I am speaking as a photographer who has owned and used medium format backs and all the related gear for many years, and, one who, before digital capture matured, often shot with 8x10 and predominantly shot 4x5 and large medium format - all to be scanned on my own drum scanners. I do know from direct experience that medium format digital yields better images than the equivalent shot on 35mm sized sensors, just like images from medium format film are technically better than those from 35mm film - and for much the same reasons. However, what I also know is that the uses to which these images are most often put are so much less demanding of the images "technical" quality than one might assume, that the superiority of medium format digital, as it is, is very unlikely to evidence any visible improvement in the agency's final product. When one sits slack-jawed at a 30 inch monitor, or in front of a gorgeous 40" x 60" inkjet print, staring at the output from an 80 MB PhaseOne back, it is indeed, a great thing to behold. But the cold fact of the matter is that in the latest fashion or car advertising campaign, the effect of all those extra beautiful pixels will be somewhere between extraordinarily hard and impossible to actually see with the human eye. Commercial print reproduction and web display practicalities are such that the advantages of the medium format IQ, as compared to the best of current 35-sized DSLR technology is just not likely to show up - period. That is what I meant in my previous post when I said that the real question is just how much the medium format advantage is really worth, and I figure, I think persuasively so, that the advantage to a working photographer - with the exception of "fine art" types who print very very big - lies much more in enhancing photographer's personal image rather than the quality of the images he or she may produce with their cameras.

In the end, the sheer talent, discipline, hard work and quality of the imagination of the photographer counts for exponentially more than the differences in image quality from one format to another that we've been discussing here.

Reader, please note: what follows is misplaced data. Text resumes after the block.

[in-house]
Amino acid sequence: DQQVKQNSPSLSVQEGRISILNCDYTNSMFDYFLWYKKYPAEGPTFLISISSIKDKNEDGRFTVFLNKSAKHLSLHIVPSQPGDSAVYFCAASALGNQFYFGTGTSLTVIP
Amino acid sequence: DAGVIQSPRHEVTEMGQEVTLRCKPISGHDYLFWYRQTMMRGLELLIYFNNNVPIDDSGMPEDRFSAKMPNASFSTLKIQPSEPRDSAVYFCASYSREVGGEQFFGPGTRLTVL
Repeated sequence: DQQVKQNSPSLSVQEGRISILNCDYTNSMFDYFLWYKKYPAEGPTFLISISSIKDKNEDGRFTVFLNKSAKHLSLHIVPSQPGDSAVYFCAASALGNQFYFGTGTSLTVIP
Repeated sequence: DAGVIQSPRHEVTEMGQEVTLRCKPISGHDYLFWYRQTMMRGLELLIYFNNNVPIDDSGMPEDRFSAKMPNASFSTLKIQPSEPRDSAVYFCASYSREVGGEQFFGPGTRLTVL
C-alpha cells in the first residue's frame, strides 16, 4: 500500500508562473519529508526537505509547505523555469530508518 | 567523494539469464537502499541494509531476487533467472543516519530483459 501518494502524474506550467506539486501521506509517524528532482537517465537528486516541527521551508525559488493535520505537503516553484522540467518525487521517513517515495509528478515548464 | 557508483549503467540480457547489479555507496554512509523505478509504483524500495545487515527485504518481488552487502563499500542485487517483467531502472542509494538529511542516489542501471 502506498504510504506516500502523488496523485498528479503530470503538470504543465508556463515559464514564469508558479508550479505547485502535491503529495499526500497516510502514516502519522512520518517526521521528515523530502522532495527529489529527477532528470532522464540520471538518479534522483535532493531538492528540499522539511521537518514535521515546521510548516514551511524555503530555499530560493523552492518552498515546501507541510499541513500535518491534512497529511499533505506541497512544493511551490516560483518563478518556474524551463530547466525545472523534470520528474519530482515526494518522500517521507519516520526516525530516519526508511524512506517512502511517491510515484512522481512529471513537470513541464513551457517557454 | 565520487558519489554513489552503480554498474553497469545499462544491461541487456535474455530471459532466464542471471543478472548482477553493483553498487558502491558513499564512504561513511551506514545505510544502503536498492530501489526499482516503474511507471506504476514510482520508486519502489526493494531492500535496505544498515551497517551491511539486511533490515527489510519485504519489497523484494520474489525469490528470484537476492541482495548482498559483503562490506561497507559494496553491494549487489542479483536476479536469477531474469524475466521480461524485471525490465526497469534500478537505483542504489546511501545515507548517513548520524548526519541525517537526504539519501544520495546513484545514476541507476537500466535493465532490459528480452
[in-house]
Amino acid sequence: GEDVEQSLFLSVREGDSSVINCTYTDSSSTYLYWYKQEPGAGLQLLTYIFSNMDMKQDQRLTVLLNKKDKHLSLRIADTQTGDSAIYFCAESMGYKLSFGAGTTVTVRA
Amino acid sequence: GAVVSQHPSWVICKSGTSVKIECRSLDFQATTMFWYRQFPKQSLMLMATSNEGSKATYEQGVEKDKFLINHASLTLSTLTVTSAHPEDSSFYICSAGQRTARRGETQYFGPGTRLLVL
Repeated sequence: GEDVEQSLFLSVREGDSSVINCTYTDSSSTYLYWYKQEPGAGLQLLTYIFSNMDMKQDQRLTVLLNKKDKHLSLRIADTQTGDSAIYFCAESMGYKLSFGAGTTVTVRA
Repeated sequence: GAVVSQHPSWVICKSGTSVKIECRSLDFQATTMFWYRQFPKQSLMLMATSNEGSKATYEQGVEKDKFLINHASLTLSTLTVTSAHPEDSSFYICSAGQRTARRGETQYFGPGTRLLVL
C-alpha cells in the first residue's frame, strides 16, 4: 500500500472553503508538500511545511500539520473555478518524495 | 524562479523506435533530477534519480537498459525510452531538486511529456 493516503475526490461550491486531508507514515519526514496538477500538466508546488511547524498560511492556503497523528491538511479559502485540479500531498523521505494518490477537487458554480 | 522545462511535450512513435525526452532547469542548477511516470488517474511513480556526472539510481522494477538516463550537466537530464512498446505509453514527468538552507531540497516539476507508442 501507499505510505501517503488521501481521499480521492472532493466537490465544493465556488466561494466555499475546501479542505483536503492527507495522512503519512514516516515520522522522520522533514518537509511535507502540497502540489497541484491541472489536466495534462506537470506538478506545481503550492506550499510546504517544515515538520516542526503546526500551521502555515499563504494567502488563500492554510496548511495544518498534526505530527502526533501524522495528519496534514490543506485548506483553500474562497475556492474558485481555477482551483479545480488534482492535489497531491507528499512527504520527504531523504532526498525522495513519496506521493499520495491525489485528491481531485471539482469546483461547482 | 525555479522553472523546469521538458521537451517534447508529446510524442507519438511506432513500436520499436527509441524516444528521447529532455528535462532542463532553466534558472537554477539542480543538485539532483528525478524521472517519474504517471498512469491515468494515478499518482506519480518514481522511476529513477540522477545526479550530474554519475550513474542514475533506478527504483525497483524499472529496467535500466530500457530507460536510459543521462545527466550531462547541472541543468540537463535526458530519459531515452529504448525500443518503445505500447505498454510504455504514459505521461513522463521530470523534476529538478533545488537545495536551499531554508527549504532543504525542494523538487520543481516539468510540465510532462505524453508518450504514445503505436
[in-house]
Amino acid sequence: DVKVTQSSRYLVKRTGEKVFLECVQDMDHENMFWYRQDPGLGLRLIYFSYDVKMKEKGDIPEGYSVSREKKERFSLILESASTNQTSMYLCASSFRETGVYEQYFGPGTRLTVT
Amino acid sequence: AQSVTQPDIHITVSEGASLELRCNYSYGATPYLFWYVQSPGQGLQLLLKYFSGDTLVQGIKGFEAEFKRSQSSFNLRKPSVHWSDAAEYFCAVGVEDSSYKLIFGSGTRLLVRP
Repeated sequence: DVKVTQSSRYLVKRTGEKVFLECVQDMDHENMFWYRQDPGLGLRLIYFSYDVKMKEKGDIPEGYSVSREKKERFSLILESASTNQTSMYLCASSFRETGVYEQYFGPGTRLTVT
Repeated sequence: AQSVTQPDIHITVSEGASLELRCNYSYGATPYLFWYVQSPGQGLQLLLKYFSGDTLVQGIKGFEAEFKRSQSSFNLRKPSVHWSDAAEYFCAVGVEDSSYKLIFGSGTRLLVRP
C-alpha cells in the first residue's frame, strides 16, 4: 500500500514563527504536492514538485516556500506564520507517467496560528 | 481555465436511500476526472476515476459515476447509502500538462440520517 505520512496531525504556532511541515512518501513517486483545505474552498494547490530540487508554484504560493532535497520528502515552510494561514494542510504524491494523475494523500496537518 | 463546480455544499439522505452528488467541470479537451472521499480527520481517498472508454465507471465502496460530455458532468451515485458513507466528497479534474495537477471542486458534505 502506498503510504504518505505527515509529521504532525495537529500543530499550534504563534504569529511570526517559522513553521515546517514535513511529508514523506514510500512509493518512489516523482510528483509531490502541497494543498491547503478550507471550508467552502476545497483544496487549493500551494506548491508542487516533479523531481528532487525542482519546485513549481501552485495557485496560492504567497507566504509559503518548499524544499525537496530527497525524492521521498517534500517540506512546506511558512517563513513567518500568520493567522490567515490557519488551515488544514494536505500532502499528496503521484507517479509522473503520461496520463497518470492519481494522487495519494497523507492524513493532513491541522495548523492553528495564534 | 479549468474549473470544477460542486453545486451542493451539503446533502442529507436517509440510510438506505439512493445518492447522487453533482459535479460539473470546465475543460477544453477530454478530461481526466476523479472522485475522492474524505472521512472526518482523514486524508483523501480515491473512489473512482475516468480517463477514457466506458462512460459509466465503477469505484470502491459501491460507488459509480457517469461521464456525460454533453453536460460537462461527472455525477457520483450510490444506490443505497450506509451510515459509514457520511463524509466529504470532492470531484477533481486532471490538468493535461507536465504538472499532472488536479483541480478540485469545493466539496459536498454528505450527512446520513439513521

And, by the way, the allusion I made previously to how the bigger files from medium format backs are best for even billboards is itself not entirely true. The crux of file suitability in that case goes to how far away the viewer will be to the billboard itslef when it is its installed position. It is true that a current high-end 35mm DSLR file that is well interpolated by a very good printer driver can easily suffice to make a great billboard if the subject and viewing distance is taken into consideration. Only if a billboard might be viewed at unusually close distance would the larger medium format file start to look significantly better.

Regards,
David

Hi David.

Sorry about the misattribution of points and quotes. Trying to answer a post in here to several depends on a persons memory, since you cannot see the other post while answering.

I truly appreciate your detailed answer on both the technology and from the sociology of Ad Agencies :)

Gerhard.
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dafrank

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Re: Why Hasselblad?
« Reply #12 on: September 27, 2012, 11:43:24 AM »
Gerhard,

You're very welcome. It's very nice when people acknowledge one's contribution; sometimes it does take a while to craft a real and thoughtful answer to a sincere question.

By the way, I love "Enter!" on your website. I've shot things that are similar (not on my website), but your's is better still. I'm not sure that if I did "enter," that I'd be headed for Elysian Fields, Hades or just a nice swim. Could be any, or even all.

Regards,
David
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Re: Why Hasselblad?
« Reply #12 on: September 27, 2012, 11:43:24 AM »

Radiating

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Re: Why Hasselblad?
« Reply #13 on: September 27, 2012, 12:32:34 PM »
With current lens technology the maximum limit for resolving power of a lens is 28.3 megapixels on full frame with a prime lens only between f/4.0 to f/8.0.

A 1Dx costs 5  times what a 7D. A medium format camera costs 7 times what a full frame costs.

APS-C is limited to around 19 megapixels with current lenses.
Full frame is limited to 28.3 megapixels with any current Nikon Canon or 3rd party lenses (including super telephotos, tilt shift, ANY lens)
Medium format is limited to around 60 megapixels with current lenses.

So in reality the cost to benefit difference between medium format and full frame is actually better than the cost to benefit difference between the 7D and a 1Dx.


Quasimodo

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Re: Why Hasselblad?
« Reply #14 on: September 27, 2012, 12:35:27 PM »
Gerhard,

You're very welcome. It's very nice when people acknowledge one's contribution; sometimes it does take a while to craft a real and thoughtful answer to a sincere question.

By the way, I love "Enter!" on your website. I've shot things that are similar (not on my website), but your's is better still. I'm not sure that if I did "enter," that I'd be headed for Elysian Fields, Hades or just a nice swim. Could be any, or even all.

Regards,
David

Thank you for your kind comment on my shot Enter. I like the ambiguity in it myself :) (a friend of mine argued that it could be called Exit, too:) I love your shots on your webpage, both of people and your elegant capturing of cars with the sun settling in the horizon. The woman through the windshield is a classic!

Gerhard.
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Re: Why Hasselblad?
« Reply #14 on: September 27, 2012, 12:35:27 PM »